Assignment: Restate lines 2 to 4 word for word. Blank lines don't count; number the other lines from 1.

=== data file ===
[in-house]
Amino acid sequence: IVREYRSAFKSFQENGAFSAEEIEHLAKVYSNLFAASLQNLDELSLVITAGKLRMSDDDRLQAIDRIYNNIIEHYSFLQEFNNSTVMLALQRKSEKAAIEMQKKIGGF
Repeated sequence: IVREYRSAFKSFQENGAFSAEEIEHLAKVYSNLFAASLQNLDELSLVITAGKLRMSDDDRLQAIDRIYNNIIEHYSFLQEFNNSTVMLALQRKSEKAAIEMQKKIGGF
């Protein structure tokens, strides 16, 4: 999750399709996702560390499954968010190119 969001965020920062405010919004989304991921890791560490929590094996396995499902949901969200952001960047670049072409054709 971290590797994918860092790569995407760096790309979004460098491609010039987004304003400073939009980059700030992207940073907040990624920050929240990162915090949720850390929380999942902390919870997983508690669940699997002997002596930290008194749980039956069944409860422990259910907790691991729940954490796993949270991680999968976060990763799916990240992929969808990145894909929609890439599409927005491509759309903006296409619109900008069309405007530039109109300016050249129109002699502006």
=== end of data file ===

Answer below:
Amino acid sequence: IVREYRSAFKSFQENGAFSAEEIEHLAKVYSNLFAASLQNLDELSLVITAGKLRMSDDDRLQAIDRIYNNIIEHYSFLQEFNNSTVMLALQRKSEKAAIEMQKKIGGF
Repeated sequence: IVREYRSAFKSFQENGAFSAEEIEHLAKVYSNLFAASLQNLDELSLVITAGKLRMSDDDRLQAIDRIYNNIIEHYSFLQEFNNSTVMLALQRKSEKAAIEMQKKIGGF
């Protein structure tokens, strides 16, 4: 999750399709996702560390499954968010190119 969001965020920062405010919004989304991921890791560490929590094996396995499902949901969200952001960047670049072409054709 971290590797994918860092790569995407760096790309979004460098491609010039987004304003400073939009980059700030992207940073907040990624920050929240990162915090949720850390929380999942902390919870997983508690669940699997002997002596930290008194749980039956069944409860422990259910907790691991729940954490796993949270991680999968976060990763799916990240992929969808990145894909929609890439599409927005491509759309903006296409619109900008069309405007530039109109300016050249129109002699502006």